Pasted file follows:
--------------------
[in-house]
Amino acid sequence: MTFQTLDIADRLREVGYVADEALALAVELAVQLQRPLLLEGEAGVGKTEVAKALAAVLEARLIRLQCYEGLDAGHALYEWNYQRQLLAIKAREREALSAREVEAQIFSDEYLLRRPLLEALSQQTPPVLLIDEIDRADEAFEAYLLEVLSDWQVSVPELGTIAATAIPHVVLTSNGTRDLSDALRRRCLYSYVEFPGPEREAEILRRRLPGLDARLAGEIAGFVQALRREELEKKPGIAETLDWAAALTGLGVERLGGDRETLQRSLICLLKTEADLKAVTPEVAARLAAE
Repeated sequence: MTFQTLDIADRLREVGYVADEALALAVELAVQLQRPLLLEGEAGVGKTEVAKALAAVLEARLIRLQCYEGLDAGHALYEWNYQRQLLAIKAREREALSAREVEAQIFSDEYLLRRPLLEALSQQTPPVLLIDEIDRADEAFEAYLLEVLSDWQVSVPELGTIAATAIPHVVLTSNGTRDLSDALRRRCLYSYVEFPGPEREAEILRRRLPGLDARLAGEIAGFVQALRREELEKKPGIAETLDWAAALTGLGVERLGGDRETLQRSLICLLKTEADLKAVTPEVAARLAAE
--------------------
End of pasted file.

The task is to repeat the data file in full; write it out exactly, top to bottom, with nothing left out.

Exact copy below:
[in-house]
Amino acid sequence: MTFQTLDIADRLREVGYVADEALALAVELAVQLQRPLLLEGEAGVGKTEVAKALAAVLEARLIRLQCYEGLDAGHALYEWNYQRQLLAIKAREREALSAREVEAQIFSDEYLLRRPLLEALSQQTPPVLLIDEIDRADEAFEAYLLEVLSDWQVSVPELGTIAATAIPHVVLTSNGTRDLSDALRRRCLYSYVEFPGPEREAEILRRRLPGLDARLAGEIAGFVQALRREELEKKPGIAETLDWAAALTGLGVERLGGDRETLQRSLICLLKTEADLKAVTPEVAARLAAE
Repeated sequence: MTFQTLDIADRLREVGYVADEALALAVELAVQLQRPLLLEGEAGVGKTEVAKALAAVLEARLIRLQCYEGLDAGHALYEWNYQRQLLAIKAREREALSAREVEAQIFSDEYLLRRPLLEALSQQTPPVLLIDEIDRADEAFEAYLLEVLSDWQVSVPELGTIAATAIPHVVLTSNGTRDLSDALRRRCLYSYVEFPGPEREAEILRRRLPGLDARLAGEIAGFVQALRREELEKKPGIAETLDWAAALTGLGVERLGGDRETLQRSLICLLKTEADLKAVTPEVAARLAAE